Good books

Author: Stephen Neill
Publisher: Mowbrays (1977), 421 pp.

I have always felt somewhat ashamed as an ordained Anglican minister for not having read anything on the history of the Anglican church itself.  One day, many years ago, I trotted down to the library of a Bible school (I shall not mention which!) to see if I could locate the book.  It could not be found under “Church history” or “Denominations”.  I eventually located the book in the section entitled “Cults & Isms”.  In the words of Charlie Brown: “The theological implications are staggering!”

Twenty years down the road, this wayward Anglican suddenly woke up one morning to decide that he did not want to lose that vast heritage of spirituality inherent in historic Anglicanism.  So began my personal pilgrimage in the attempt to recover an Anglican spirituality.  Part of that pilgrimage involved using the Prayer Book for private devotions, observing the ecclesiastical seasons and fasts, and reading up on the Anglican church.  And this is where Stephen Neill’s Anglicanism comes in.

While Neill’s work is not exactly a dry chronicle in the way history texts are generally perceived to be, it would still be presumptuous to think it possible to sum up adequately a work of some 400 pages that spans as many years.  Hence I propose to pick out gems of truth in this work that I find so incredibly stimulating.  Hopefully this would interest even non-Anglicans to take a dip into this book by a first rate scholar, linguist, and missionary churchman.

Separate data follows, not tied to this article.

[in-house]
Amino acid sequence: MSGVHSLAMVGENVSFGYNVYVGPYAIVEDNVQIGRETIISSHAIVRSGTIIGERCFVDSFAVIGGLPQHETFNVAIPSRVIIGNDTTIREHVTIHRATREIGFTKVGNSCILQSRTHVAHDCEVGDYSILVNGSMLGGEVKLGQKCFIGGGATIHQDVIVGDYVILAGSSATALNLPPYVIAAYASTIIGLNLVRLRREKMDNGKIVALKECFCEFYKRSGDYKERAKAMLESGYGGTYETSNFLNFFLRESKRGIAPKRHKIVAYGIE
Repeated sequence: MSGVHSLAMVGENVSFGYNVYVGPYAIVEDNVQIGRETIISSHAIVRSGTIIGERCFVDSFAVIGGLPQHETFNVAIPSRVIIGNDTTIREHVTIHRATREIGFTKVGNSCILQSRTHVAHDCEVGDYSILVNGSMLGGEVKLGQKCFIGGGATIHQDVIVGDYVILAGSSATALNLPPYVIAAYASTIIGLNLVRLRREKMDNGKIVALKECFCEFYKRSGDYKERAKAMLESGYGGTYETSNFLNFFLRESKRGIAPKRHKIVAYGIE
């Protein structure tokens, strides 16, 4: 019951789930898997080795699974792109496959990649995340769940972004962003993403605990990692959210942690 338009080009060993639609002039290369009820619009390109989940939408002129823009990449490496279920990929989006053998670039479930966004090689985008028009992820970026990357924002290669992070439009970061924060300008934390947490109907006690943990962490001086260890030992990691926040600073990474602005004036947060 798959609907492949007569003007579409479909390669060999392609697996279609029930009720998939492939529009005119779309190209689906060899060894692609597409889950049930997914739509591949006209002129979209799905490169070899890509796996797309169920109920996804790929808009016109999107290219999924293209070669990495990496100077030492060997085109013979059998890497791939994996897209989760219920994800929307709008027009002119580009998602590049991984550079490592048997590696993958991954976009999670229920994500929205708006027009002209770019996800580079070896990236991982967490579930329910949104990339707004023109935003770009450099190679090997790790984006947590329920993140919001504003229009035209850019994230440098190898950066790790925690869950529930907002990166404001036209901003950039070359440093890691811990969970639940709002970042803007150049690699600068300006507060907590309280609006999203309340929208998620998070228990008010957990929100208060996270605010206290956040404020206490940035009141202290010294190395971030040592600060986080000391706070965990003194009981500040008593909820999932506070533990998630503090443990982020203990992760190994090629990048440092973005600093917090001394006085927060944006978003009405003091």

My chief purpose, as I believe would have been Neill’s as well, is to help clear up misconceptions about Anglicanism.  I assume readers are familiar with the joke of how the entire Anglican church is founded upon a misconception.  Well, more misconceptions have been spawned since, and the resultant miscarriage of theological justice should be addressed.

It is commonly believed that the Anglican church is a theological umbrella for sundry belief systems, which it actually is or has been.  A negative view of this “via media” culture is that it is a compromising church.  Stephen Neill sees it differently, and expresses it in his Preface thus: “…this is a fellowship in which it is possible for me to proclaim all that I believe to be true, and in which I am not required to teach anything I believe to be untrue.”  Would to God this remains true of the Anglican communion for all time!

Far from being easy-going and compromising, historic Anglicanism is in fact an exacting discipline.  Again, in Stephen Neill’s own words: “Anglicanism is a form of the Christian faith that demands and expects a great deal from ordinary people (p.54).  How so?  In explicating the work of Thomas Cranmer, architect of the Prayer Book, Neill points out that in no other church anywhere is the Bible read so regularly and extensively as in an Anglican service of worship (p.54).